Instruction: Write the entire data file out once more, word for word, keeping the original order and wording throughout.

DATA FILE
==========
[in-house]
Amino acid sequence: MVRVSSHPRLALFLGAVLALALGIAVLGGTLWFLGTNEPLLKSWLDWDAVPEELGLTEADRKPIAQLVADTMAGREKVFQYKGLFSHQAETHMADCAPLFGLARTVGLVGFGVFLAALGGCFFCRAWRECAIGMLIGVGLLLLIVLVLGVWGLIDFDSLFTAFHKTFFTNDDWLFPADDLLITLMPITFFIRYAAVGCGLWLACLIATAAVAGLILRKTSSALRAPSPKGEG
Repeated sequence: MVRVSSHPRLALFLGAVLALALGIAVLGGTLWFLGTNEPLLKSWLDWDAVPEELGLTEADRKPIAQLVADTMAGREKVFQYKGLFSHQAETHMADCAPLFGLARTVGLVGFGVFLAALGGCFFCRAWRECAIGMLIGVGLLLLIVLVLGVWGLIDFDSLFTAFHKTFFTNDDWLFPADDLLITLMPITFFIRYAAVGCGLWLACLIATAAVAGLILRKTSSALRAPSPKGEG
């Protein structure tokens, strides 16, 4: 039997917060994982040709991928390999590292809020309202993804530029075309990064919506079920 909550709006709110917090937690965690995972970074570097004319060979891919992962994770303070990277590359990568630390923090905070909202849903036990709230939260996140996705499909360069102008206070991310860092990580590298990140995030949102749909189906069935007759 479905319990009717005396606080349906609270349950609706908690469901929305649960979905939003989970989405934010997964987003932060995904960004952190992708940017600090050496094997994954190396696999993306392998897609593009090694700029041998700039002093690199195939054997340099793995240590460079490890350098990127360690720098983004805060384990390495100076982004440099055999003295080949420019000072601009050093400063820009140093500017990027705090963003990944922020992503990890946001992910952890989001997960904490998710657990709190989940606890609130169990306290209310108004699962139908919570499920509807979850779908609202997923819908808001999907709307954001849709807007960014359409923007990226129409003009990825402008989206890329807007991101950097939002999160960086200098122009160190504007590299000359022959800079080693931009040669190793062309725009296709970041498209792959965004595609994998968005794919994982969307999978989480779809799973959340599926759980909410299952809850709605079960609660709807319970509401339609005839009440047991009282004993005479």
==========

[in-house]
Amino acid sequence: MVRVSSHPRLALFLGAVLALALGIAVLGGTLWFLGTNEPLLKSWLDWDAVPEELGLTEADRKPIAQLVADTMAGREKVFQYKGLFSHQAETHMADCAPLFGLARTVGLVGFGVFLAALGGCFFCRAWRECAIGMLIGVGLLLLIVLVLGVWGLIDFDSLFTAFHKTFFTNDDWLFPADDLLITLMPITFFIRYAAVGCGLWLACLIATAAVAGLILRKTSSALRAPSPKGEG
Repeated sequence: MVRVSSHPRLALFLGAVLALALGIAVLGGTLWFLGTNEPLLKSWLDWDAVPEELGLTEADRKPIAQLVADTMAGREKVFQYKGLFSHQAETHMADCAPLFGLARTVGLVGFGVFLAALGGCFFCRAWRECAIGMLIGVGLLLLIVLVLGVWGLIDFDSLFTAFHKTFFTNDDWLFPADDLLITLMPITFFIRYAAVGCGLWLACLIATAAVAGLILRKTSSALRAPSPKGEG
């Protein structure tokens, strides 16, 4: 039997917060994982040709991928390999590292809020309202993804530029075309990064919506079920 909550709006709110917090937690965690995972970074570097004319060979891919992962994770303070990277590359990568630390923090905070909202849903036990709230939260996140996705499909360069102008206070991310860092990580590298990140995030949102749909189906069935007759 479905319990009717005396606080349906609270349950609706908690469901929305649960979905939003989970989405934010997964987003932060995904960004952190992708940017600090050496094997994954190396696999993306392998897609593009090694700029041998700039002093690199195939054997340099793995240590460079490890350098990127360690720098983004805060384990390495100076982004440099055999003295080949420019000072601009050093400063820009140093500017990027705090963003990944922020992503990890946001992910952890989001997960904490998710657990709190989940606890609130169990306290209310108004699962139908919570499920509807979850779908609202997923819908808001999907709307954001849709807007960014359409923007990226129409003009990825402008989206890329807007991101950097939002999160960086200098122009160190504007590299000359022959800079080693931009040669190793062309725009296709970041498209792959965004595609994998968005794919994982969307999978989480779809799973959340599926759980909410299952809850709605079960609660709807319970509401339609005839009440047991009282004993005479």